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Airbrushing Art

110 artworks, 22 artists
Aerographics or airbrushing is a technique for applying a pattern to a surface using a special device — an airbrush. Artists use liquid or powder paints sprayed under pressure. The art of airbrushing is very impressive, but it requires basic drawing skills and the ability to handle an airbrush. The images which are created with this technique are often used to decorate cars and motorcycles. Airbrushing is used in modelling, creation of frescoes, textile design, printing, painting toys, glass and ceramics. There are also a number of street artists who work with spray paints to create interesting “space paintings”.

The main distinguishing feature of airbrushing is its ability to create smooth colour transitions, add volume to drawings, and achieve photographic accuracy of the image. Paints are applied to a specially prepared surface and later fixed with varnish. Thanks to the fine spray, artists can achieve depth and texture unachievable with a regular brush.

The first experiments in aerographics were undertaken by the people back in the Paleolithic era. Ancient artists used tubular bone or thick straw through which paint was blown onto the cave walls using their own palm as a stencil. The modern history of airbrushing began only in the 19th century, when the American Francis Edgar Stanley created a device for colouring and retouching photographs. It was perfected by the jeweller Abner Peeler who connected the device to a hand compressor. According to Peeler, his invention could be used for watercolour painting. Three years later, he sold the patent to the Liberty Walkup Company, and in the autumn of 1884 the first 63 airbrushes were sold to photographers. Somewhat later, the device was improved, now the flow of air and paint could be adjusted with one button and with one hand. The first artist to use airbrushing in painting was the American impressionist Wilson Irvine.

Only in 1893 did the airbrush come to Europe. In 1900, Charles Bredick found the Aerograph company, which made products very similar to the present-day airbrushes. Aerographs began to be used in industry; for example, they were used to apply patterns onto Singer sewing machines and fabrics. Several years later, Man Ray, one of the founding fathers of Dadaism, became absorbed by the airbrushing technique and hewidely used it in his works, which he showed at the exhibition in Paris in 1920. Critics met the innovation with hostility, calling Man Ray’s innovation “the devaluation of painting through a mechanical apparatus”.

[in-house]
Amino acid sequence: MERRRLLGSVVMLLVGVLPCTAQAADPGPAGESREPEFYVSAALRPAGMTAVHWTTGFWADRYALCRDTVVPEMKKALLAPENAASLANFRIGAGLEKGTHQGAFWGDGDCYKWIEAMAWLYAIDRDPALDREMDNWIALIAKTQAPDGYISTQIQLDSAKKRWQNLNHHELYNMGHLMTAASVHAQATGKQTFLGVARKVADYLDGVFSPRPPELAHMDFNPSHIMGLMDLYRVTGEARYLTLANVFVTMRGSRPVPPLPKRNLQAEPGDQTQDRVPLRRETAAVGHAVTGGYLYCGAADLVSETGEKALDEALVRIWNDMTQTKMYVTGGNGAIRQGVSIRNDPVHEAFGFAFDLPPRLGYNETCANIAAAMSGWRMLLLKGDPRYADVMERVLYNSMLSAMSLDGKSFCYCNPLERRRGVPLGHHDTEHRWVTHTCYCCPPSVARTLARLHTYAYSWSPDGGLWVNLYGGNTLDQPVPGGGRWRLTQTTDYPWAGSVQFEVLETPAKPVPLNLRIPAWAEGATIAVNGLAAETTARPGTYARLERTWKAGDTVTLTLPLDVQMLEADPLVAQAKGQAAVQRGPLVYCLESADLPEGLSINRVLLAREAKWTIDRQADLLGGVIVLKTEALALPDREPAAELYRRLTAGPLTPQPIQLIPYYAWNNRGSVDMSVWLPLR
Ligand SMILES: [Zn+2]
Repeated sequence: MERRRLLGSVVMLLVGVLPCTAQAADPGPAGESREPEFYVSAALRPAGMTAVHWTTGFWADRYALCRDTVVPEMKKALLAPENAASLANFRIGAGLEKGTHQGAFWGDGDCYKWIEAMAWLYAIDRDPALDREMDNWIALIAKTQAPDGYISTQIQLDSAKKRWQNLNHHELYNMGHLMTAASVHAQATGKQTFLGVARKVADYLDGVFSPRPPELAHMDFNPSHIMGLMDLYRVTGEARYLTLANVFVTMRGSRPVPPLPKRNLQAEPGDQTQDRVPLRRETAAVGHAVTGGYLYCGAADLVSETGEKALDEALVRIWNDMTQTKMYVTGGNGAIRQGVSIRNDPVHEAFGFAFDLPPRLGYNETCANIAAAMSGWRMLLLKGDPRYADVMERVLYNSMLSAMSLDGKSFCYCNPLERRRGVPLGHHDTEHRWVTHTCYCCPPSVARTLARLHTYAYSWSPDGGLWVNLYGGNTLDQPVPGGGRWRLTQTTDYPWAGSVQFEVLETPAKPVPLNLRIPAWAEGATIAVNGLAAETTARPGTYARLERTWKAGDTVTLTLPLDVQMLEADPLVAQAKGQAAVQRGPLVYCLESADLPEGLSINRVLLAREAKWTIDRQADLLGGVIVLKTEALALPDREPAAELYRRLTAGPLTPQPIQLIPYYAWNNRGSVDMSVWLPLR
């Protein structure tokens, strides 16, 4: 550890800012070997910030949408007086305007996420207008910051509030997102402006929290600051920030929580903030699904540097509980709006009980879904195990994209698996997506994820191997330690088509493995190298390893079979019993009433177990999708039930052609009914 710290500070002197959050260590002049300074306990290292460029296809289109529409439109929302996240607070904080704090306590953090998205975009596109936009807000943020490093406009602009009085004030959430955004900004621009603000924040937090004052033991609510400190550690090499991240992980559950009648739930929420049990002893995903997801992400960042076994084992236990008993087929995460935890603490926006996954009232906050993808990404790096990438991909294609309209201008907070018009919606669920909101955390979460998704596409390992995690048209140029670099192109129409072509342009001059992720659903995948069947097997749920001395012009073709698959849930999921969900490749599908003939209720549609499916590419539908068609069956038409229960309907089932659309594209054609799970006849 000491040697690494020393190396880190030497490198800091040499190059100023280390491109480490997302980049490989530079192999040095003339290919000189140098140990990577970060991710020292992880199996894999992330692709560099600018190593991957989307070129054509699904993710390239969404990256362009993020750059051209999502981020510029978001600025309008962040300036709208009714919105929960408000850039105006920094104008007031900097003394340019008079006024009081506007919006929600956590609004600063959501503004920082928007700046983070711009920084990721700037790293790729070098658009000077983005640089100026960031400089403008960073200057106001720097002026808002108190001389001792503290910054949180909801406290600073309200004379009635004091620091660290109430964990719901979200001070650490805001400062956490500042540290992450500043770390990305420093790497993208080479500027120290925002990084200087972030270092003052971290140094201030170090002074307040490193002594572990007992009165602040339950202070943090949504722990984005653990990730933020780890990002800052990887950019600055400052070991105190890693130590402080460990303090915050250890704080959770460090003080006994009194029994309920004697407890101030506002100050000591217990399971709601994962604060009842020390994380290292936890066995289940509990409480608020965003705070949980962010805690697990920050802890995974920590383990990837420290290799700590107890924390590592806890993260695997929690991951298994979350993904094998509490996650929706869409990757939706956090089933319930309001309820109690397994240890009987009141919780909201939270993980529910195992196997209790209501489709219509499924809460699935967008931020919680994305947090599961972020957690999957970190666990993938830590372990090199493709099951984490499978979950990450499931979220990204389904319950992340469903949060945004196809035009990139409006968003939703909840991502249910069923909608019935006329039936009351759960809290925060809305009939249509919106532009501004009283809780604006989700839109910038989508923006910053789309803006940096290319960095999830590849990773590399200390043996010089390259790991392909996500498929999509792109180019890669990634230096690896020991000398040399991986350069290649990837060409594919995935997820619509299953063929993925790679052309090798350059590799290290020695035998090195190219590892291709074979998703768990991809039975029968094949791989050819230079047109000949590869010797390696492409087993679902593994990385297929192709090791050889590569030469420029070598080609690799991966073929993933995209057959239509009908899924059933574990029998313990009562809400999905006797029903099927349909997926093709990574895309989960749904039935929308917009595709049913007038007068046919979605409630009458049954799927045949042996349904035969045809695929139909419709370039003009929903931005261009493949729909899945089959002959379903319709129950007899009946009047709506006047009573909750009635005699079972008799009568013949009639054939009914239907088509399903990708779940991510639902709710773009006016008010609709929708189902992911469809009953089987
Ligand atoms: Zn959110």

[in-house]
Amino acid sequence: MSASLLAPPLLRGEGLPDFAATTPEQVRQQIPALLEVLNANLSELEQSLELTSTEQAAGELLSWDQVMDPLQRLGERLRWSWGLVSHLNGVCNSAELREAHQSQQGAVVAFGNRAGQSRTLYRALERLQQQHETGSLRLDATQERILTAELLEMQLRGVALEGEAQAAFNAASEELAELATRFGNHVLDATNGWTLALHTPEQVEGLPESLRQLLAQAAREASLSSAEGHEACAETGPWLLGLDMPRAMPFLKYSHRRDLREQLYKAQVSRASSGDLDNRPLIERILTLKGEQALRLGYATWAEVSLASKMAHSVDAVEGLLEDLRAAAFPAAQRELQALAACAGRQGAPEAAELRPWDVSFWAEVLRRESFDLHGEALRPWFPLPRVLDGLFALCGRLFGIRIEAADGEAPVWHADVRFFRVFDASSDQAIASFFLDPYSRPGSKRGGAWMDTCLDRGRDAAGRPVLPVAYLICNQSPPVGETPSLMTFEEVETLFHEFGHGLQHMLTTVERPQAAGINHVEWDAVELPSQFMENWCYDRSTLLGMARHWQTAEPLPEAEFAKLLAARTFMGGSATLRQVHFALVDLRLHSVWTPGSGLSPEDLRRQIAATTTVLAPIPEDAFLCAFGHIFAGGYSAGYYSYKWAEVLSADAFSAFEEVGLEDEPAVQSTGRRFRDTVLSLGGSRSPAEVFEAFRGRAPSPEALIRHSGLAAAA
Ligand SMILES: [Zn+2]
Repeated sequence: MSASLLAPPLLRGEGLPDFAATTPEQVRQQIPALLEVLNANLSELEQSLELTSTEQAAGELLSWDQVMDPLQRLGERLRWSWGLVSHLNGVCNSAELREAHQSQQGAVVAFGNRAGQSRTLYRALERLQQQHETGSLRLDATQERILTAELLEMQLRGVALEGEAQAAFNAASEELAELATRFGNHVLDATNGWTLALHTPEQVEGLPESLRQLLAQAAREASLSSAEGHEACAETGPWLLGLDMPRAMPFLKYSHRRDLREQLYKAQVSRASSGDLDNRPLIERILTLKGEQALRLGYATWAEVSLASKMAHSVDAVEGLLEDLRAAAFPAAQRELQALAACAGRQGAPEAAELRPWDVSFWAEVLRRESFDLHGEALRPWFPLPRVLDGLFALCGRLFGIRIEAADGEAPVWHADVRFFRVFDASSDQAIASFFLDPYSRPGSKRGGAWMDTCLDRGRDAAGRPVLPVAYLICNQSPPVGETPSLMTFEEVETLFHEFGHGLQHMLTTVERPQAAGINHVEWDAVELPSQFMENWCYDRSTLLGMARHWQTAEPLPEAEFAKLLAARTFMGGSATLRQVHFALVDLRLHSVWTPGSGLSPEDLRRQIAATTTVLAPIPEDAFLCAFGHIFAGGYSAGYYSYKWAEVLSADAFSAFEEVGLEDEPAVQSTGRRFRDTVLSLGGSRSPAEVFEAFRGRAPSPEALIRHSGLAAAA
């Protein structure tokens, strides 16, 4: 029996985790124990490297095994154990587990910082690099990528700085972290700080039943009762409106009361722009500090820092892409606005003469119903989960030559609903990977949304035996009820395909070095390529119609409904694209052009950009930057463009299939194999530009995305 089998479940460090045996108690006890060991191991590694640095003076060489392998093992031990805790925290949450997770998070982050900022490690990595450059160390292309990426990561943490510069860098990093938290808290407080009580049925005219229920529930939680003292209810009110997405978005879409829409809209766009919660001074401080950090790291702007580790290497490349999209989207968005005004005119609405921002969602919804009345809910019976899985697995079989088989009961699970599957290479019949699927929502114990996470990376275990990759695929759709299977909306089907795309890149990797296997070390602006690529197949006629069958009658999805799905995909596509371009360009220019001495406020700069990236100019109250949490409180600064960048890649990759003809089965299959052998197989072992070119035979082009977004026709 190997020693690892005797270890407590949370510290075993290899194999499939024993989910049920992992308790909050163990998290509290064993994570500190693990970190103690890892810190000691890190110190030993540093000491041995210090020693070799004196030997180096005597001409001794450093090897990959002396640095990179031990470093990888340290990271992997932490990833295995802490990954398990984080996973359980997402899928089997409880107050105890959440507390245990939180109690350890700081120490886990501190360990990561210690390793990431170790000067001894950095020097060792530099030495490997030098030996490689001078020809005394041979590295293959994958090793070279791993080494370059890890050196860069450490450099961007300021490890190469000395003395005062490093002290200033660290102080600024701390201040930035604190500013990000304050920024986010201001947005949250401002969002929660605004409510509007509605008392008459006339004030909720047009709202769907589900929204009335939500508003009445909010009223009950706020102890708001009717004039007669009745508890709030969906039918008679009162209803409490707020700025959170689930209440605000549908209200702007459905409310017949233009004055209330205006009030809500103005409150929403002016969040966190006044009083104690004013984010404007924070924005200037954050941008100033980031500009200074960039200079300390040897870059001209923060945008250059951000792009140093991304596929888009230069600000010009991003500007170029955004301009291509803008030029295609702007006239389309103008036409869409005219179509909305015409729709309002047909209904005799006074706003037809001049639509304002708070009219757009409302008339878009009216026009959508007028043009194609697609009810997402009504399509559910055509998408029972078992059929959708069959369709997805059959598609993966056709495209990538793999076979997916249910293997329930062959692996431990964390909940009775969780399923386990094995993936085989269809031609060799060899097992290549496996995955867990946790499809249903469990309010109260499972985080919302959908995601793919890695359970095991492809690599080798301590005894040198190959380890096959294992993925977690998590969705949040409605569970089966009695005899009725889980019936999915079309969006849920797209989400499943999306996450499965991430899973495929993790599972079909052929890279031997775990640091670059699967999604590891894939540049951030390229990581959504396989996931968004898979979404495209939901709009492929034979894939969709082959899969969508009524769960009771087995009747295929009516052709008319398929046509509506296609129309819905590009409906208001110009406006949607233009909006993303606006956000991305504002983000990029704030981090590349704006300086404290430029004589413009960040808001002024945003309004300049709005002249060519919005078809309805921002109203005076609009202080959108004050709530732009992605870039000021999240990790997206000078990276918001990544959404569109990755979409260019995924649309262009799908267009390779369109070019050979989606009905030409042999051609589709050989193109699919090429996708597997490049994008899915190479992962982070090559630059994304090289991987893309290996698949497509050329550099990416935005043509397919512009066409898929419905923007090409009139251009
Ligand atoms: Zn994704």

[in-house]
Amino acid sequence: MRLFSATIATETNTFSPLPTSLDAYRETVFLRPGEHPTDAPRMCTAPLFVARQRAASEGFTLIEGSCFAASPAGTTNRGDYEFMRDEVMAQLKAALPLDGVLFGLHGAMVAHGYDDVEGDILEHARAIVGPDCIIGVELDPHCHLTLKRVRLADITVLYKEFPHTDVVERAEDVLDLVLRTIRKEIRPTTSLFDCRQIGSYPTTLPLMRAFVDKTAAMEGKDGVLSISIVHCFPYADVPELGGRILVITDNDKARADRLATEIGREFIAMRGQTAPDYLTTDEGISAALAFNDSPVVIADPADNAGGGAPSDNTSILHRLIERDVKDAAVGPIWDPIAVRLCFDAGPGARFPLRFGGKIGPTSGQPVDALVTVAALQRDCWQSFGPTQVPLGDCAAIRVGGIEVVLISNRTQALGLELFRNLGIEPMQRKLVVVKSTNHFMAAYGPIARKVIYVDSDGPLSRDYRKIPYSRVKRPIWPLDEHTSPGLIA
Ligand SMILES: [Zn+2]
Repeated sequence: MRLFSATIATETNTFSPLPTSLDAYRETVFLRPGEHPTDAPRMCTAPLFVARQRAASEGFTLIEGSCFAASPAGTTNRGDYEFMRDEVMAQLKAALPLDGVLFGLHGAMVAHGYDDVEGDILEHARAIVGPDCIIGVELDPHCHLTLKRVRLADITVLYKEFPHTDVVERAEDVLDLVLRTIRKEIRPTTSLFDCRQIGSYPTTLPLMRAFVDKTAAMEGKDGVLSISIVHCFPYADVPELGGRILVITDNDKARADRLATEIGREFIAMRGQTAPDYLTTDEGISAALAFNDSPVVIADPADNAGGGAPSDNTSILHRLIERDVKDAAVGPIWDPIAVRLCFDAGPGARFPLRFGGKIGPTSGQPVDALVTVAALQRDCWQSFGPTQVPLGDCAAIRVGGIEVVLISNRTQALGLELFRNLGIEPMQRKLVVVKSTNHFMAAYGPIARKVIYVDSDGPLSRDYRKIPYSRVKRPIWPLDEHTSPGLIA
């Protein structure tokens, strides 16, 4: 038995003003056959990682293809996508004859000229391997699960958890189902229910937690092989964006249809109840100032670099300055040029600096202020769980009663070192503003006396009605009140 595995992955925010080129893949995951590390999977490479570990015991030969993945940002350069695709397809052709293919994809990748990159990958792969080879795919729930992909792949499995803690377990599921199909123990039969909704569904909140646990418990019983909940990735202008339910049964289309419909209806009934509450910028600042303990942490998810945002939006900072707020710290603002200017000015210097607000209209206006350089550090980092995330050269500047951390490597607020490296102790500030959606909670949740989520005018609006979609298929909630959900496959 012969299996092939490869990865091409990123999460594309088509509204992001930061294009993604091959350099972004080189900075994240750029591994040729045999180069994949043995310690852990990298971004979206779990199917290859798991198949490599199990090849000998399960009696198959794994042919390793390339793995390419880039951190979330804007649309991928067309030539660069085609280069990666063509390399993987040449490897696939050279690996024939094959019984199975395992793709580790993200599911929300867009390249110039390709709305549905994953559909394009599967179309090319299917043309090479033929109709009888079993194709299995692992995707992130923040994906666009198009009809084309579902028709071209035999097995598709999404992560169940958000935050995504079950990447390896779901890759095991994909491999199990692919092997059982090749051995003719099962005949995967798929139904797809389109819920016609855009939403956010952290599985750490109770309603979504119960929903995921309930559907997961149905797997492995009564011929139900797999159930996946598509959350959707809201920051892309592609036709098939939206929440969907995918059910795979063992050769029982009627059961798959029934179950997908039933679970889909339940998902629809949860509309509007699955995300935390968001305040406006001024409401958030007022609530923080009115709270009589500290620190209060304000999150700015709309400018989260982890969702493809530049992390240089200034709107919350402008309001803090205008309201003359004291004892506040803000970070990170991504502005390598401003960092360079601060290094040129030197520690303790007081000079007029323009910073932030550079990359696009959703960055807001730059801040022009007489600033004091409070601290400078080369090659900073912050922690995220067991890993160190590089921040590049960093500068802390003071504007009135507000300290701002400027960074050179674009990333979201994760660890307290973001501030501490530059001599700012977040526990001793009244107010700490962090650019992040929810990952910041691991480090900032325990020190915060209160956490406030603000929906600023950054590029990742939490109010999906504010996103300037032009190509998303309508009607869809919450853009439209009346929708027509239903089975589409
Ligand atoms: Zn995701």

The airbrush was used to create posters, illustrations and placards. For example, artist and designer Lyudmila Mayakovskaya, the sister of a famous Soviet poet Vladimir Mayakovsky, is known to have helped her brother with the posters for ROSTA Windows when she used her airbrush. Mayakovskaya was the head of the airbrushing shop of the Moscow Trekhgornaya Manufactory, where the “air brush” technique was used to create new methods of fabric decoration. Later in the USSR, with the help of an airbrush, they retouched photographs of Soviet party leaders by removing the unwanted people from photographs.

In the mid-1930s, the first drawings appeared on the car hoods — eagles, horses, flames. Race cars were airbrushed with the sponsor logos and the trophies the car had won. The artists improved their technique, which brought birds and animals to the car sides and hoods, which looked very naturalistic. In the 1950s, airbrushing came to pin-up. The artist Alberto Vargas, who gained his popularity during the Second World War with his drawings of half-naked girls for the Esquire magazine, was especially fond of it. His mastery of airbrushing was immortalized in history with the Vargas Award, which is awarded annually by the prestigious Airbrush Action Magazine.

In the 1960s, the airbrush was used by the pop art representatives — Andy Warhol, Allen Jones, Peter Phillips. At the 1972 Paris Biennale, “realism brought to perfection” became one of the main events of the exhibition: airbrushing gained its recognition and its place in the world of fine arts.

Artists who used airbrushing:
Wilson Irvine, Man Ray, Lyudmila Mayakovskaya, Jackson Pollock, Alberto Vargas, George Petty, Andy Warhol, Allen Jones, Peter Phillips, Ilnur Mansurov, Boris Kudryashov, Aydar Valeev.